Albert Bridge - PHOTOGRAPHER COMMENT
Panorama taken from Albert Bridge looking down the River Thames towards Battersea Park and Chelsea Bridge.
Albert Bridge - FURTHER INFORMATION
Albert Bridge - London visitor guide showing a virtual tour of 'Albert Bridge' linked to an interactive map with local and travel information. 360° panoramas from Greater London.
Albert Bridge crosses the River Thames in London joining Chelsea on the north with Battersea and Battersea Park, lying between between Battersea Bridge and Chelsea Bridge on the river. The bridge is often considered the prettiest bridge in the city, though it is not as popular a tourist attraction as Tower Bridge, and has not been replaced since it was first built, unlike most other London road bridges.
The current colour scheme of Albert Bridge has contributed to it's popularity as a tourist attraction. The pink, blue and green colour scheme was introduced in 1992 to increase visibility to shipping. Previously the bridge had been painted either yellow or green. In addition, Albert Bridge is illuminated at night by 4,000 low-voltage lights making it the most attractive bridge in London with reflections cast on the river below.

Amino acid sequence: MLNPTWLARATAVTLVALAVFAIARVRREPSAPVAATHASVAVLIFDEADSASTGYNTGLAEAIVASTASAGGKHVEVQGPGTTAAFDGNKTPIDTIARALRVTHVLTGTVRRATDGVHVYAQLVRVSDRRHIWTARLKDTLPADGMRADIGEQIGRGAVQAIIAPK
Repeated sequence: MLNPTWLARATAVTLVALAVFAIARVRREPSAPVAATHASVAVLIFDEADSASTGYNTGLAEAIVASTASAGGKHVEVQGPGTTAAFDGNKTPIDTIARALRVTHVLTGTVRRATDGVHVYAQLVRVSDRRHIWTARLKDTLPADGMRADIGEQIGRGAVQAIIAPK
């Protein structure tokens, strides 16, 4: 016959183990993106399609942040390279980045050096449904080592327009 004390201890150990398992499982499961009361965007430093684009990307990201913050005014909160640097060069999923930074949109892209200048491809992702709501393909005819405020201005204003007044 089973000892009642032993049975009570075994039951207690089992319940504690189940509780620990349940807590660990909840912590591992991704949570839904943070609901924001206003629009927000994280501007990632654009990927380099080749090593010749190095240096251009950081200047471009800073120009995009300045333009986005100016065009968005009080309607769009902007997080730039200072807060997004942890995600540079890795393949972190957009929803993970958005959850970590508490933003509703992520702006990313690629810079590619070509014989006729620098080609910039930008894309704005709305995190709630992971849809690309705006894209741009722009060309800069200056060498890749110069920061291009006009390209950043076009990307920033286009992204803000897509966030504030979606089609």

In many ways, Albert Bridge is a history of mistakes. The original build, designed by Rowland Mason Ordish, resulted in a Ordish-Lefeuvre Principle modified cable-stayed bridge which opened in 1873. This design proved structurally flawed and 10 years later Sir Joseph Bazalgette added elements of a suspension bridge. The bridge proved unable to cope with increasing demand and weight of modern traffic and concrete piers were added to either end in 1978. The weight limit of vehicles crossing the bridge today is 2 tonnes.
Albert Bridge was set up as a toll bridge, managed by the Albert Bridge Company. However, the company had been forced to also buy Battersea Bridge and the arrangement proved unviable, and in 1877 the Metropolis Toll Bridges Act saw transfer of all the bridges on the Thames between Hammersmith Bridge and Waterloo Bridge into government hands whereupon the tolls were scrapped. The original toll gates still stand on the bridge.
TRAVEL DIRECTIONS AND GETTING THERE
Bus: Albert Bridge
Ferry: Cadogan Pier
Tube: Pimlico (Victoria Line)
Train: Battersea Park Railway Station, Queenstown Road Battersea Rail Station